"Everything meaning I have to get my hair and nails done and begin preparing my sister for the biggest day of her life," I followed up with as convincingly as the time I told my teacher my brother had peed on my homework.
"Ok, call your mom, I'll see what I can do," she said.
I proceeded to call my mom and somehow integrate the imminent wedding. My mom's response: "What? What wedding? Did I forget about a family wedding again?" 
I recollected the time in college I had arbitrarily asked my mom how Aunt Addie was doing, as I hadn't seen her in three years. "Honey, she died last year. You went to her funeral," was my mom's response. I was relatively certain I would have remembered had I attended her funeral. I called my brother, also in college, and asked him if he knew Aunt Addie had passed away. His reply: "Aunt Addie died?"

After obtaining a ticket for the following day, being shuttled to Miami's Marriott, cherishing a steak dinner, and drowning in another white bed, I discerned that though I wasn't home, I was as pleased as the time I secured first place in a coloring contest and received a box of crayons as a prize.

May 2nd 11:58pm - California Quest, Day 2 Installment 1

I barreled around in creamy down. I was as astonished about the uncustomary fluff as I was the first time I actually ran the mile. In 4th grade I had been a corpulent child and my most accelerated gait was a slow walk. And that was ambitious. In 5th grade the class had to compose goals for the year. One of mine was to complete the mile in 11 minutes or less. The first run I was surprisingly physically capable of jogging and terminated the four laps in 8 minutes and 50 seconds. Over the previous year my limbs had extended like Jessica Simpson's lips and our family had procured a devil dog. Every time the dog escaped (at least once a day), my mom requested that I chase after her. Chasing the dog, supplemented by growing a few inches, I lost as much weight as Kirstie Alley and felt fantastic. That was the year I adapted from Fat Goalie to Field Runner.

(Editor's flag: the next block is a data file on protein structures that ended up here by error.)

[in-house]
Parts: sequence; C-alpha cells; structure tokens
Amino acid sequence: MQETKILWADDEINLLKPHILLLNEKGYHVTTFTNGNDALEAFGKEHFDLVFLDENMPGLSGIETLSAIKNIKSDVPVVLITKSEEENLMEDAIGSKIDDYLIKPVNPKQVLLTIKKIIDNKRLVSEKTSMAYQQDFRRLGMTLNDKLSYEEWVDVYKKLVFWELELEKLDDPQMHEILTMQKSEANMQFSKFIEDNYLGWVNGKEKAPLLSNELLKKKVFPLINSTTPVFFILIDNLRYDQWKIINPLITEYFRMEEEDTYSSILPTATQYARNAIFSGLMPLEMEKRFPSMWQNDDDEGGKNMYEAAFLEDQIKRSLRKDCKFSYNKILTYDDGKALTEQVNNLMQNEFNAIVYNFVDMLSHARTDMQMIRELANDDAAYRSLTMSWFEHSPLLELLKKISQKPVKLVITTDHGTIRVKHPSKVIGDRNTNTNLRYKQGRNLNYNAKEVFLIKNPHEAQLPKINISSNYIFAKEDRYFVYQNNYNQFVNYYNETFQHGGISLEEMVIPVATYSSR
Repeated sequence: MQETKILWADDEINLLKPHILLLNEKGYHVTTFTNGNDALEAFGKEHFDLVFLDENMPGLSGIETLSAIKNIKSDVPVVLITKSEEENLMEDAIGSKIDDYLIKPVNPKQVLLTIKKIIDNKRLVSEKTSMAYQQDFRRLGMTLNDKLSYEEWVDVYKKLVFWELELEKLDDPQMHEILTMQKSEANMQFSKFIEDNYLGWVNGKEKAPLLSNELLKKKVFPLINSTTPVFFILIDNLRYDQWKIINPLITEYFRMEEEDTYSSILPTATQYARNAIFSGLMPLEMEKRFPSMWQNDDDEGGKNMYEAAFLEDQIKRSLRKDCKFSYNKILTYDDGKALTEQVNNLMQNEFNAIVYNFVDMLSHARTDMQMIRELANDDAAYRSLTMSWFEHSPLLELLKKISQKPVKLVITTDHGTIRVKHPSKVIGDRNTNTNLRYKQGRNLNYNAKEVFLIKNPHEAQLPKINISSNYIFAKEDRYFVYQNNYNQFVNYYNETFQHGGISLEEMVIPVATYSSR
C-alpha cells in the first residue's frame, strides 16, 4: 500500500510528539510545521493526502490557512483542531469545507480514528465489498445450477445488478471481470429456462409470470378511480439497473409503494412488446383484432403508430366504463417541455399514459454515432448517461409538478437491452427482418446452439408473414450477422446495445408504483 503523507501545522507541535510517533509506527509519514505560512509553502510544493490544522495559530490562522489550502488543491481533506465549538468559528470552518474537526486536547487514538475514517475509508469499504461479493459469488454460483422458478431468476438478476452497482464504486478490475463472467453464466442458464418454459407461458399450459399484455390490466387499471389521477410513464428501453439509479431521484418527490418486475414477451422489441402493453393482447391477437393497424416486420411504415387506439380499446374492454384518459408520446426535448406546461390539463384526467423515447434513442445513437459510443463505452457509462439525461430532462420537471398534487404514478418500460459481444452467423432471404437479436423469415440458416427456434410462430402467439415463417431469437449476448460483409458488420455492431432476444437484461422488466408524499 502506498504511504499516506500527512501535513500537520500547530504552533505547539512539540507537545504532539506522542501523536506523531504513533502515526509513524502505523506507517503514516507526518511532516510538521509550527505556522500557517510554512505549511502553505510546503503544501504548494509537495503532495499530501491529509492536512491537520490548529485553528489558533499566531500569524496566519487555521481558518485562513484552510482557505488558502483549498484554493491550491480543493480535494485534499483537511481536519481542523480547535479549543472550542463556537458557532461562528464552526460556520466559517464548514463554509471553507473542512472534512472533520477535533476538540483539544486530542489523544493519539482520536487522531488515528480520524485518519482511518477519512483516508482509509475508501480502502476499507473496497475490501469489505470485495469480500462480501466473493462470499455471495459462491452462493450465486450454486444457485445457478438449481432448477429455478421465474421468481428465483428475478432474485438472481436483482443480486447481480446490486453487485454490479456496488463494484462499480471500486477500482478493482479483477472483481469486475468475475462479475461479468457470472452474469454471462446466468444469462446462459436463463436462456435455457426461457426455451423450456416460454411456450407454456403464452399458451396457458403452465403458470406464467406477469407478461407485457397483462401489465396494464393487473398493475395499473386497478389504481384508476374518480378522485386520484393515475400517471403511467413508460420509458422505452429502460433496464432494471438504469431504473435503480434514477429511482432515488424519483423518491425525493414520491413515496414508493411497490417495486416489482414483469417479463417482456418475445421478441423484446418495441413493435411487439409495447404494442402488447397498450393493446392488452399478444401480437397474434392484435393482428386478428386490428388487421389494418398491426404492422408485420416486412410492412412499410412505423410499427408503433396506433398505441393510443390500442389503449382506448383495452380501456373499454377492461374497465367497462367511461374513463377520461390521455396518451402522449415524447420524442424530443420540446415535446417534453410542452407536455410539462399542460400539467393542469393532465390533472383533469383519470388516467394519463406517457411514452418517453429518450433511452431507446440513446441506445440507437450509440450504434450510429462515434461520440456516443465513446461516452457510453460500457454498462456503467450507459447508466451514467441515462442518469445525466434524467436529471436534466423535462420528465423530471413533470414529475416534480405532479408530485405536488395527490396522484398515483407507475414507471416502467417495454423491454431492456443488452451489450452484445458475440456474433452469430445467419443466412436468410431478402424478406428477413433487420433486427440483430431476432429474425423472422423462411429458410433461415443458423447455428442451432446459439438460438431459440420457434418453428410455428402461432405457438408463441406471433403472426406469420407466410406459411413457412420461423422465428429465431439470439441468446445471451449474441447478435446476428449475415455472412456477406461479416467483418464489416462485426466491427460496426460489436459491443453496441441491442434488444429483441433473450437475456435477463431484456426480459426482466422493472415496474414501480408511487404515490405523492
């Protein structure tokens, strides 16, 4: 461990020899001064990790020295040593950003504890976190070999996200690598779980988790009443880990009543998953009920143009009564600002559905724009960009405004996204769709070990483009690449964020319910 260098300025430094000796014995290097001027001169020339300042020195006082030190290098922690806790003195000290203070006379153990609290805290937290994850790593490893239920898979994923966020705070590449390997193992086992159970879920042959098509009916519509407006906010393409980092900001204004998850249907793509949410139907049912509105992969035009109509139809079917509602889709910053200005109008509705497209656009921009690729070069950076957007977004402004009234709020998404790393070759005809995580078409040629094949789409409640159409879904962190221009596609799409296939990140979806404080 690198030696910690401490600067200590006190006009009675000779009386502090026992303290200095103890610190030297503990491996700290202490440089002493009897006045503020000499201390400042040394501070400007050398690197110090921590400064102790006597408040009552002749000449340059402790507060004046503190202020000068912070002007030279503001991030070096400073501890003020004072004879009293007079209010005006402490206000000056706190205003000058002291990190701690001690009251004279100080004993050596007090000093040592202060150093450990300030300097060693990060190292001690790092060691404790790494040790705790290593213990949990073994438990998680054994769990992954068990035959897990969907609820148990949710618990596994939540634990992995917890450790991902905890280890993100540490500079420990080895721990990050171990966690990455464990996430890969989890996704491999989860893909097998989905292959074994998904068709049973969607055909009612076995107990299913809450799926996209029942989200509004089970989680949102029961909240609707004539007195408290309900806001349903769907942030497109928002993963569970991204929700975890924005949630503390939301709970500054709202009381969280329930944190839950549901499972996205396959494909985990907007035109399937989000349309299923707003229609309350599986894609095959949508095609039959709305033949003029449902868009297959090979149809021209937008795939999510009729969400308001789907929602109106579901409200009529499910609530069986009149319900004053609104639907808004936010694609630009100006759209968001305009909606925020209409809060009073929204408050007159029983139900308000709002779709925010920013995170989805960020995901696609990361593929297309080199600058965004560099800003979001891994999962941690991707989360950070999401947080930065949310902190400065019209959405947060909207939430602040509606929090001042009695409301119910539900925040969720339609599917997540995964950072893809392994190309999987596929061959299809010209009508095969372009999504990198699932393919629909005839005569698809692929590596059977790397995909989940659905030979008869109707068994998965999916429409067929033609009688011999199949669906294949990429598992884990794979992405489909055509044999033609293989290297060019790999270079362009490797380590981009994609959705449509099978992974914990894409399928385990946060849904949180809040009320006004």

It took me minutes to discern that I was not truly in a cloud, but a luscious bed. I bound from bed blithe that I would be in San Francisco in fifteen hours. 
The Sheraton, supposed to provide a shuttle to the airport, refused to do so unless ten people or more required a ride. My scheme to arrive at the airport at 9am for an 11am flight was annihilated like Hiroshima. We waited an hour and fifteen minutes for the appropriate numbers. I entered the airport at 10:20am.
First blockade: departure tax. I had paid the day before and received the sticker. However, the sticker had become invalid because I had already used it. As the system was electronic I had to go back downstairs, reactivate the sticker, and then return. Time elapsed: twelve minutes. 
Second barricade: security. I confidently clumped through security, praising the airlines for having checked me in at 1am and already obtaining my bags. The security officer demanded I stand aside for some minutes. They removed the bottle of wine in the sealed bag I had purchased from the Duty Free Shop the day prior. 
"You can't take this in. It's liquid." 
"But I bought it yesterday in the Duty Free Shop when I was stuck in the airport for eighteen hours. It's a gift for my mom. It's sealed in the bag the Shop put it in. It's not my fault South America doesn't want me to leave and canceled my flights twice. I need that wine for my mom!" 
After speaking to seven different people in fifteen minutes it was concluded that I had to continue to my fight without the wine. My love gift for my mom was lost, and I was as disappointed as I imagined I would be if I were a penguin - a bird that can't fly. Time elapsed: fourteen minutes. My flight departed in ten minutes.